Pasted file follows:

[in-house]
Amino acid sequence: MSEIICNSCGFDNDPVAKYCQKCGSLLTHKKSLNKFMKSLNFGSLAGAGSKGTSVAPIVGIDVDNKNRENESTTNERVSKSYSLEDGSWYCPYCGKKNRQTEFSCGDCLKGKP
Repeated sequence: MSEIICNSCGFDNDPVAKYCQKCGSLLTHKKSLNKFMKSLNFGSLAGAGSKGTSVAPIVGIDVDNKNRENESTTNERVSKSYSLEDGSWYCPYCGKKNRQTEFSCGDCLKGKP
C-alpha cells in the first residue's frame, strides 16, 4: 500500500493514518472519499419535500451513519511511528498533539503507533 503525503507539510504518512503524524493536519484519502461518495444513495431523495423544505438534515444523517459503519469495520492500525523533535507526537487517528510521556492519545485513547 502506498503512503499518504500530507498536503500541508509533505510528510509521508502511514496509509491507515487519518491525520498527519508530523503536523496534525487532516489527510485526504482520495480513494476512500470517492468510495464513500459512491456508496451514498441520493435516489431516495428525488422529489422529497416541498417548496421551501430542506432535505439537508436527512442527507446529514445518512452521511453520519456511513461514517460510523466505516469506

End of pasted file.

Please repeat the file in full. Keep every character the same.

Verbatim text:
[in-house]
Amino acid sequence: MSEIICNSCGFDNDPVAKYCQKCGSLLTHKKSLNKFMKSLNFGSLAGAGSKGTSVAPIVGIDVDNKNRENESTTNERVSKSYSLEDGSWYCPYCGKKNRQTEFSCGDCLKGKP
Repeated sequence: MSEIICNSCGFDNDPVAKYCQKCGSLLTHKKSLNKFMKSLNFGSLAGAGSKGTSVAPIVGIDVDNKNRENESTTNERVSKSYSLEDGSWYCPYCGKKNRQTEFSCGDCLKGKP
C-alpha cells in the first residue's frame, strides 16, 4: 500500500493514518472519499419535500451513519511511528498533539503507533 503525503507539510504518512503524524493536519484519502461518495444513495431523495423544505438534515444523517459503519469495520492500525523533535507526537487517528510521556492519545485513547 502506498503512503499518504500530507498536503500541508509533505510528510509521508502511514496509509491507515487519518491525520498527519508530523503536523496534525487532516489527510485526504482520495480513494476512500470517492468510495464513500459512491456508496451514498441520493435516489431516495428525488422529489422529497416541498417548496421551501430542506432535505439537508436527512442527507446529514445518512452521511453520519456511513461514517460510523466505516469506